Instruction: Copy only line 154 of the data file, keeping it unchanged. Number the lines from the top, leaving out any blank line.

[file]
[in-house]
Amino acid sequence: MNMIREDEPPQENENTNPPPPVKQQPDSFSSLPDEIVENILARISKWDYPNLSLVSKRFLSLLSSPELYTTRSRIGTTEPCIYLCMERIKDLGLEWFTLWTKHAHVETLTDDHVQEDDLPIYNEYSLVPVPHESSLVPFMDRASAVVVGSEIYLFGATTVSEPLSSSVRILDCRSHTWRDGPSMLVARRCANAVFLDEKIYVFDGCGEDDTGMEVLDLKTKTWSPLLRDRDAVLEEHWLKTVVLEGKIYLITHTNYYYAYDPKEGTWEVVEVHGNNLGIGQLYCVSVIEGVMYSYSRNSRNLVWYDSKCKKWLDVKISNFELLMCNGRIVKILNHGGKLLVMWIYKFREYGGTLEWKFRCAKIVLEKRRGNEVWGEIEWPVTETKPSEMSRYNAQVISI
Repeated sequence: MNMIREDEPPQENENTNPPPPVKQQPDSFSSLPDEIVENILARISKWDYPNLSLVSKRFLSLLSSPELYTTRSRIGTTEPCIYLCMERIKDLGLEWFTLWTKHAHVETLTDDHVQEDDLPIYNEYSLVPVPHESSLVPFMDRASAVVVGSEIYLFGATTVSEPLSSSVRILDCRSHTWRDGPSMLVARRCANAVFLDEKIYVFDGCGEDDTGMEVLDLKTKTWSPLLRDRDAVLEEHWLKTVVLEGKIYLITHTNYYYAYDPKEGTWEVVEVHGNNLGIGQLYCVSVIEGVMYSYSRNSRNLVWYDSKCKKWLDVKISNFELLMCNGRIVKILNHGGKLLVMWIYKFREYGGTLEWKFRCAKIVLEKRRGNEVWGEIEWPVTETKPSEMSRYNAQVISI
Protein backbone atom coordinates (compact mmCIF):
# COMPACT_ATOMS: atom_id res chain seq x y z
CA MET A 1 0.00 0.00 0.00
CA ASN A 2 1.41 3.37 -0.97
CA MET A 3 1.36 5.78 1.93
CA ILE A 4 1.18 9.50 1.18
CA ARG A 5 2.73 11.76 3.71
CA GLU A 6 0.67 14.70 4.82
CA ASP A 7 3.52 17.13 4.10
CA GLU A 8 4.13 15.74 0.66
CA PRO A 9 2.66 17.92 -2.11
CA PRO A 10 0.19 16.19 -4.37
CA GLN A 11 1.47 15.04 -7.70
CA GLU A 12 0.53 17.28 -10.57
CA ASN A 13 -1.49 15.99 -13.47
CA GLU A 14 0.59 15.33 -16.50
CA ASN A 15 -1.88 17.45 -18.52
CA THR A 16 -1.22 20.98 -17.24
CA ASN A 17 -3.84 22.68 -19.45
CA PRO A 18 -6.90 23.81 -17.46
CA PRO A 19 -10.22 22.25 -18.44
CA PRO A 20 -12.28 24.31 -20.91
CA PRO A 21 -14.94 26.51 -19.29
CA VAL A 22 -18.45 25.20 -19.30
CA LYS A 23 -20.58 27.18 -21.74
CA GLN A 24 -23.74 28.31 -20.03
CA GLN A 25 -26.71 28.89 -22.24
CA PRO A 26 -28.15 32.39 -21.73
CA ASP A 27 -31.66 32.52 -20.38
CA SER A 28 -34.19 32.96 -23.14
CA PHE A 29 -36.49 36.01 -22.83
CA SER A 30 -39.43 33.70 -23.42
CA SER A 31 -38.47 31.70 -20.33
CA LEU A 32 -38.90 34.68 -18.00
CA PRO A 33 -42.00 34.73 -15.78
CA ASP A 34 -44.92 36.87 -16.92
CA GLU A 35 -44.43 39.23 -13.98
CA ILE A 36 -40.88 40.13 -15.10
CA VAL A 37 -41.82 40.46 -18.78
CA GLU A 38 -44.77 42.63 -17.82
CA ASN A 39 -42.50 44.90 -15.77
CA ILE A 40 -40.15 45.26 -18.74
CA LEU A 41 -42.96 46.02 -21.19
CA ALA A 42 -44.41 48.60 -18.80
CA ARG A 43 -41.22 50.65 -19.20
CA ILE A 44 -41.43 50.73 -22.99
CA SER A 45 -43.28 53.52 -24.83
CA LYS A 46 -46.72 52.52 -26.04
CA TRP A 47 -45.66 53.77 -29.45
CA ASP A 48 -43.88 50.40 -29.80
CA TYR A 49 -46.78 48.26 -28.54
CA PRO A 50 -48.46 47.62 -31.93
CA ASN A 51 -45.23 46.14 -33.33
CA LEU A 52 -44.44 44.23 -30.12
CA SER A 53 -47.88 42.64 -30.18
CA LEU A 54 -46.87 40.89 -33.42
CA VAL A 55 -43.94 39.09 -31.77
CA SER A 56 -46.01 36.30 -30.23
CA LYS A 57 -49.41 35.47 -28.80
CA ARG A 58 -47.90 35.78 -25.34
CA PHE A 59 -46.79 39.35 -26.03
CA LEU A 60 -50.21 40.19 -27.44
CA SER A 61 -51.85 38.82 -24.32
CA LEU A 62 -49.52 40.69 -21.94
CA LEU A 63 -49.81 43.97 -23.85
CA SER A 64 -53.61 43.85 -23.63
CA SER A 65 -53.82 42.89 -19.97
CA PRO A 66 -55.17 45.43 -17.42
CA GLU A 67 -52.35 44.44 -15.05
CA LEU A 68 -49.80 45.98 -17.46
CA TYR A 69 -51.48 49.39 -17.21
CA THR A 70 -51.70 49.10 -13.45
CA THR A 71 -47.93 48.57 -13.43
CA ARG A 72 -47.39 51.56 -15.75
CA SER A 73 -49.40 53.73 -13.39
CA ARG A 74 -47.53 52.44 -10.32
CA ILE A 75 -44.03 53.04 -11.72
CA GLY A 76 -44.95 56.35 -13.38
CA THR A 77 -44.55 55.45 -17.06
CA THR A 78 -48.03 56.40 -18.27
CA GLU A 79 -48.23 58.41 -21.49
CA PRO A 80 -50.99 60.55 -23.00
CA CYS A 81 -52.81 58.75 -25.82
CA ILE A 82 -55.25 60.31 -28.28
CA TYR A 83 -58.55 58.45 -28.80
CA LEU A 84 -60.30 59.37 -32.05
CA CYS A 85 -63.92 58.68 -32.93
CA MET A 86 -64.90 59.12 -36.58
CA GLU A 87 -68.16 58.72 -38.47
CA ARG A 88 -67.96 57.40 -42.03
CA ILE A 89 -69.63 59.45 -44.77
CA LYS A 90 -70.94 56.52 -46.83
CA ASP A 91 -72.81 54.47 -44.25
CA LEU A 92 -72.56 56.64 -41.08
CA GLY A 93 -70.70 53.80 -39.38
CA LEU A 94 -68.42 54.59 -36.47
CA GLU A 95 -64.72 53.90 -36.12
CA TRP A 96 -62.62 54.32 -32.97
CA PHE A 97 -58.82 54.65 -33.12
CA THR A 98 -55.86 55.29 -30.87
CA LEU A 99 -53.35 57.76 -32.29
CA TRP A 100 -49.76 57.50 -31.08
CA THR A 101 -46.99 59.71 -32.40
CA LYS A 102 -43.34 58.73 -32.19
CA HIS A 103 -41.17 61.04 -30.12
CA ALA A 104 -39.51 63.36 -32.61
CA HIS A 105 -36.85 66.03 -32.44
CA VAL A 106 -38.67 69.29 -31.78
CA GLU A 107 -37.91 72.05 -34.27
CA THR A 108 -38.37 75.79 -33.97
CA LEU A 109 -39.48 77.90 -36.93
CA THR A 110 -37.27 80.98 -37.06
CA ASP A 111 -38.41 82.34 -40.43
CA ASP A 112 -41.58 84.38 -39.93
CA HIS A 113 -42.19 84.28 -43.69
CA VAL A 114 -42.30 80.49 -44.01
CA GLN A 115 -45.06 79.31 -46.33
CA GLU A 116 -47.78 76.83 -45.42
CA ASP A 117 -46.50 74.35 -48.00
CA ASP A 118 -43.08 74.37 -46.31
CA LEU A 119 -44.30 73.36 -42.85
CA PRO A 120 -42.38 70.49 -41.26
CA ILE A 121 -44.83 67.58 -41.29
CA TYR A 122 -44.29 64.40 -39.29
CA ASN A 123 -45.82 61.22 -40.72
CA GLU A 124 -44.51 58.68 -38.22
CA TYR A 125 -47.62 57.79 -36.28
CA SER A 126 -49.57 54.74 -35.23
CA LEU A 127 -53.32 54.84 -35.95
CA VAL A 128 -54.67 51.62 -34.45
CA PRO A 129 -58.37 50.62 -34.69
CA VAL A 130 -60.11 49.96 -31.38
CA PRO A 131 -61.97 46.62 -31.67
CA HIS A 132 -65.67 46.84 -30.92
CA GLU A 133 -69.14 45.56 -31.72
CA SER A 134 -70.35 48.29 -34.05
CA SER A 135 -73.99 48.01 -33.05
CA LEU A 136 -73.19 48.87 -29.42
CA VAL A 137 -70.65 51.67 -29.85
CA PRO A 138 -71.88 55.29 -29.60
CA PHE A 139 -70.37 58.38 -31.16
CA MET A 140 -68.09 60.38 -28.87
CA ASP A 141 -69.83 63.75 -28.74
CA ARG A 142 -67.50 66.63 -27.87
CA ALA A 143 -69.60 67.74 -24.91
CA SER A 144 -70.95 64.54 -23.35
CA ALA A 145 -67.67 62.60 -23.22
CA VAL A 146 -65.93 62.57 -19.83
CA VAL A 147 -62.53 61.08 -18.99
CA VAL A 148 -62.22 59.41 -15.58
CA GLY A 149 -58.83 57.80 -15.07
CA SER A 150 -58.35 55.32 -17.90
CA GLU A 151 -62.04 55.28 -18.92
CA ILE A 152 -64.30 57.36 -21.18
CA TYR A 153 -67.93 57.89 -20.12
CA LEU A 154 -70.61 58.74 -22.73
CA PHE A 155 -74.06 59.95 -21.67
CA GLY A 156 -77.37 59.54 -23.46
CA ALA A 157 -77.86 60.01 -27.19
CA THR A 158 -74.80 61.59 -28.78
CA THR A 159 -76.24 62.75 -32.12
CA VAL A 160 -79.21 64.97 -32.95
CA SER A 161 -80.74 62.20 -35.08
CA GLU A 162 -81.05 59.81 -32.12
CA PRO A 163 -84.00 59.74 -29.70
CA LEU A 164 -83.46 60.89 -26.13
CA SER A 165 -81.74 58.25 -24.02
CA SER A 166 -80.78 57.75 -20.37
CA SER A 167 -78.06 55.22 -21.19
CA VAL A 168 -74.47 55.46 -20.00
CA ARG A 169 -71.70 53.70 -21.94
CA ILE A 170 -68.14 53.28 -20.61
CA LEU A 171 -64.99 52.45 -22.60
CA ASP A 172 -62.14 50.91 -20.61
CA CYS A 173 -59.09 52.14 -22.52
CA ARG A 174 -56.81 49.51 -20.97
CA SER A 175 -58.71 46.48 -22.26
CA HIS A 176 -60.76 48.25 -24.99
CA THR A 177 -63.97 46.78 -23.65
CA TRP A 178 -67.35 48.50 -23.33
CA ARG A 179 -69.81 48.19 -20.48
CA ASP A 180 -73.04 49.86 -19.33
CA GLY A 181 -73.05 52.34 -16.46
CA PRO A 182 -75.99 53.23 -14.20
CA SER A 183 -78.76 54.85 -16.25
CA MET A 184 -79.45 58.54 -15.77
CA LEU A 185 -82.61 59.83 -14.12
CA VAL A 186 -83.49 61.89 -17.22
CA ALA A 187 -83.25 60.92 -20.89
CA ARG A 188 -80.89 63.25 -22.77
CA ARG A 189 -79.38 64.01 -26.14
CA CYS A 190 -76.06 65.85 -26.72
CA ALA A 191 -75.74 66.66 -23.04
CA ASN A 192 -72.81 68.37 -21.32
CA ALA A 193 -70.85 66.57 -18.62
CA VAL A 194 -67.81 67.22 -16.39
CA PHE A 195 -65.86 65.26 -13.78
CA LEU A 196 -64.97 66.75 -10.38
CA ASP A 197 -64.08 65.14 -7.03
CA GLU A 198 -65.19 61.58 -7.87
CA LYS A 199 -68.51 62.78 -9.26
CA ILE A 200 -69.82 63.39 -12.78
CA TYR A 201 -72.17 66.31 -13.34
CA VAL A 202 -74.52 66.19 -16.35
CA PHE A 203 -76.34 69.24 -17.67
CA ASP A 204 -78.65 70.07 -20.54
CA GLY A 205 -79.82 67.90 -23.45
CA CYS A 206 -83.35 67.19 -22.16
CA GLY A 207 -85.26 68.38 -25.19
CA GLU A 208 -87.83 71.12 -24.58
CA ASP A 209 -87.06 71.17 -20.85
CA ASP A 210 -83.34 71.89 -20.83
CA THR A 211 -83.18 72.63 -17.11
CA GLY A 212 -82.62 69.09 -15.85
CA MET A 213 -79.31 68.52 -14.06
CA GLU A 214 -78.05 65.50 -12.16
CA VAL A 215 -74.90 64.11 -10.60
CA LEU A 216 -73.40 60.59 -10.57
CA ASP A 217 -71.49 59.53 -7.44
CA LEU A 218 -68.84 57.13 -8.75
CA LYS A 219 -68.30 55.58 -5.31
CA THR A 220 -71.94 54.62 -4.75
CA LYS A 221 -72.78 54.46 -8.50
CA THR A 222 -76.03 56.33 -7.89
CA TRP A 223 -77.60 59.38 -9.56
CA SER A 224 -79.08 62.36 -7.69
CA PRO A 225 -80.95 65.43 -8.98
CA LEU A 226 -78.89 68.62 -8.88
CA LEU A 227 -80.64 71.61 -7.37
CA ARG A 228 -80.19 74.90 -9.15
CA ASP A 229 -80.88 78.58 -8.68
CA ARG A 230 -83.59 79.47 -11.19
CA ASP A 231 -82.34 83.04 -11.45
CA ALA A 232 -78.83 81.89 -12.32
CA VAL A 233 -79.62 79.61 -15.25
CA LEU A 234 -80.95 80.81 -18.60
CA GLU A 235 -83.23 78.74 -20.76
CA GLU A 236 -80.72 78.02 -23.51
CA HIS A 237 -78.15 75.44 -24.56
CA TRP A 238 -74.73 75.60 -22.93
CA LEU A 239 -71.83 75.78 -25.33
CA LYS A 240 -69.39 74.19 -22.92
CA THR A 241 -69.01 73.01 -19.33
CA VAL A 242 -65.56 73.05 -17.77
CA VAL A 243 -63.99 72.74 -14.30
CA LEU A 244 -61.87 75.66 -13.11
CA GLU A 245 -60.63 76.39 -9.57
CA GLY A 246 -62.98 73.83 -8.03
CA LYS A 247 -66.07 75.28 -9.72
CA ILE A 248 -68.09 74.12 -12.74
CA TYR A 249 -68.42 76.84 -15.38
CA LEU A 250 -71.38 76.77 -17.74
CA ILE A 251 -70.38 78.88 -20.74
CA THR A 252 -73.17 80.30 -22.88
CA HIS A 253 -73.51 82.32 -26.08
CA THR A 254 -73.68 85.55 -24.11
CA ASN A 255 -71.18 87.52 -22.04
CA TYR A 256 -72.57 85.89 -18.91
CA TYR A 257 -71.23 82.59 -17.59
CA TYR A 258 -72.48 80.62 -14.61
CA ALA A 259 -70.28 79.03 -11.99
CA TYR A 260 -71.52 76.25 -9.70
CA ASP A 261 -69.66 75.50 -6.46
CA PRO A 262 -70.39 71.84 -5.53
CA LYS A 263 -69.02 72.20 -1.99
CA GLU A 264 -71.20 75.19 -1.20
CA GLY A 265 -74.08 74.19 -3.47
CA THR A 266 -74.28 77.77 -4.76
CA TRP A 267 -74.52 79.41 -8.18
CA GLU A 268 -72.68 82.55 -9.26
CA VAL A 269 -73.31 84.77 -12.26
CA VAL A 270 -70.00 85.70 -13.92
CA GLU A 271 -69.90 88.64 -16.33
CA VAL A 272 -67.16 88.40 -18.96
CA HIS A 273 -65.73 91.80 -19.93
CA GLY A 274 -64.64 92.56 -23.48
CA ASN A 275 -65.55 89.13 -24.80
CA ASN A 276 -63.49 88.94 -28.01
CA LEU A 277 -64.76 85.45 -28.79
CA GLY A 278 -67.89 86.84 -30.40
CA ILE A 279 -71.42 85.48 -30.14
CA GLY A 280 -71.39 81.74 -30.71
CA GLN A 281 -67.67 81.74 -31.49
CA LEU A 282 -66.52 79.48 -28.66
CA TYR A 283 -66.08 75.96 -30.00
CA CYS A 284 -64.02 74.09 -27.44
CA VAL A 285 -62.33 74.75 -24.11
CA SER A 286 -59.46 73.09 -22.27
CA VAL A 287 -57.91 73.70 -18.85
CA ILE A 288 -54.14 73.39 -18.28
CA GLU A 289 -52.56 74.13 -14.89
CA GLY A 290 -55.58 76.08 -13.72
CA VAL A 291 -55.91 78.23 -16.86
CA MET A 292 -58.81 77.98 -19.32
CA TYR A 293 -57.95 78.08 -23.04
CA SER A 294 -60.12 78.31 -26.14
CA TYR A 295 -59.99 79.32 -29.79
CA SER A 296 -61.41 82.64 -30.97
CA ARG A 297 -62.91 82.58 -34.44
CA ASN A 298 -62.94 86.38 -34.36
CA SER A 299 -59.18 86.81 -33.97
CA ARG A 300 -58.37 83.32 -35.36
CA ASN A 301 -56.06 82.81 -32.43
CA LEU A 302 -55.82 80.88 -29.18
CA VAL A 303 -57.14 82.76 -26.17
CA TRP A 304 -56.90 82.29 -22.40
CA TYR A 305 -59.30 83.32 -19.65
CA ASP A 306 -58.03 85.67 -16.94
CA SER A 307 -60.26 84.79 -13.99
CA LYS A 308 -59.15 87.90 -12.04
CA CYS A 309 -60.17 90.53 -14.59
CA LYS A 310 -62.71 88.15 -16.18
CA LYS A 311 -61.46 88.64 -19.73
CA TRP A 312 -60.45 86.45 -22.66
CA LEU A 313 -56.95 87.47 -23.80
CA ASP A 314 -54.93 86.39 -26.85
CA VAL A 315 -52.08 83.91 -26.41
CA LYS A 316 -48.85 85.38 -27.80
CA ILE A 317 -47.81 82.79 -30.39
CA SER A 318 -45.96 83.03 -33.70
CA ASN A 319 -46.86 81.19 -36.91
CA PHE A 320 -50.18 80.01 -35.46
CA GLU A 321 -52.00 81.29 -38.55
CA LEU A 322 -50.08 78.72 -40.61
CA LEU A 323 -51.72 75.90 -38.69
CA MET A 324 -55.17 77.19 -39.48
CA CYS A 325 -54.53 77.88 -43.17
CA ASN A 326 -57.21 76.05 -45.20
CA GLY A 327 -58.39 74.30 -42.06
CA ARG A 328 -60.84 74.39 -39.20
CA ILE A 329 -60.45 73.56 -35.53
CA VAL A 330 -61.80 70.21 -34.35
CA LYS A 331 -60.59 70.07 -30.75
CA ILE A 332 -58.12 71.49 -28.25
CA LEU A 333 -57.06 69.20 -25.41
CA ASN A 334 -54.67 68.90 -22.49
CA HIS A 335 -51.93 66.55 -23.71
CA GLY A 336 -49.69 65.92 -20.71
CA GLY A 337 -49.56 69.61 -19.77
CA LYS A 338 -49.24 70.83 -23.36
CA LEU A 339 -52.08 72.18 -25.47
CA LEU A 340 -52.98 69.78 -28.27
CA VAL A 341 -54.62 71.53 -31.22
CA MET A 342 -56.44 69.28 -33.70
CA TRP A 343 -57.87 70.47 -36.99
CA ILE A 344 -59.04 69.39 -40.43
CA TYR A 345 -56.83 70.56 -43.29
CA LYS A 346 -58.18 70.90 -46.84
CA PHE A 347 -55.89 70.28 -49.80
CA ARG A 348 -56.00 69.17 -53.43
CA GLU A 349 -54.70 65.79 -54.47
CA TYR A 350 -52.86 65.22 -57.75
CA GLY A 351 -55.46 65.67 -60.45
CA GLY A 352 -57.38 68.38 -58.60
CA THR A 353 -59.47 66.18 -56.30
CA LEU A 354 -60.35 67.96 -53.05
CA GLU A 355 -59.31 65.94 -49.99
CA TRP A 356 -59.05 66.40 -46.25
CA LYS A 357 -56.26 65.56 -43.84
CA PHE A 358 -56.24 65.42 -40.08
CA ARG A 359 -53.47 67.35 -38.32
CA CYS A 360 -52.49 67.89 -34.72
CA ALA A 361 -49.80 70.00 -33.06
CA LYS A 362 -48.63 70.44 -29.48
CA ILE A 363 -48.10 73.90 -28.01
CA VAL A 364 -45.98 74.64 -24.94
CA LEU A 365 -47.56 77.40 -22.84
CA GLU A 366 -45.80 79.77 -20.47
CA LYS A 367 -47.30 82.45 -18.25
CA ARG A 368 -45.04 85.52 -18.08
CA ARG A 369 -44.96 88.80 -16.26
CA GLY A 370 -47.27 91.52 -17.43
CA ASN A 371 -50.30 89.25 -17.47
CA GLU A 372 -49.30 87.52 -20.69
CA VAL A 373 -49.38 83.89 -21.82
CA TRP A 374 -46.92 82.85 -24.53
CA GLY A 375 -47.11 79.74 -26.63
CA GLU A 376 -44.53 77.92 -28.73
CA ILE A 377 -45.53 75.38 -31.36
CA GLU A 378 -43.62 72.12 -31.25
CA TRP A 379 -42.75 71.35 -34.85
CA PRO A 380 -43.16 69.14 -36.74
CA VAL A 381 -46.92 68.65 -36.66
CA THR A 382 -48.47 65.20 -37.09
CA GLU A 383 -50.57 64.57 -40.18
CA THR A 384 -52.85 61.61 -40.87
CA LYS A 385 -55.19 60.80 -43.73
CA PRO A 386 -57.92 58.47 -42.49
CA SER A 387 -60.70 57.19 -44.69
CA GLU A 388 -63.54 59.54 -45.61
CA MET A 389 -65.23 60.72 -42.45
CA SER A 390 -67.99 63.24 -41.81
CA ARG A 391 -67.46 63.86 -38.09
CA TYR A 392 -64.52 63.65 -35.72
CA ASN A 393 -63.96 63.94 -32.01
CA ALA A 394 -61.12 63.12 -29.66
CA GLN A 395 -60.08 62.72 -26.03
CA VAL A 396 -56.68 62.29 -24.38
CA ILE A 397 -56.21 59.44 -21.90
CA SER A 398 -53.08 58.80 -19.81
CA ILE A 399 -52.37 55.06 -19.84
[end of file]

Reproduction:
CA GLY A 149 -58.83 57.80 -15.07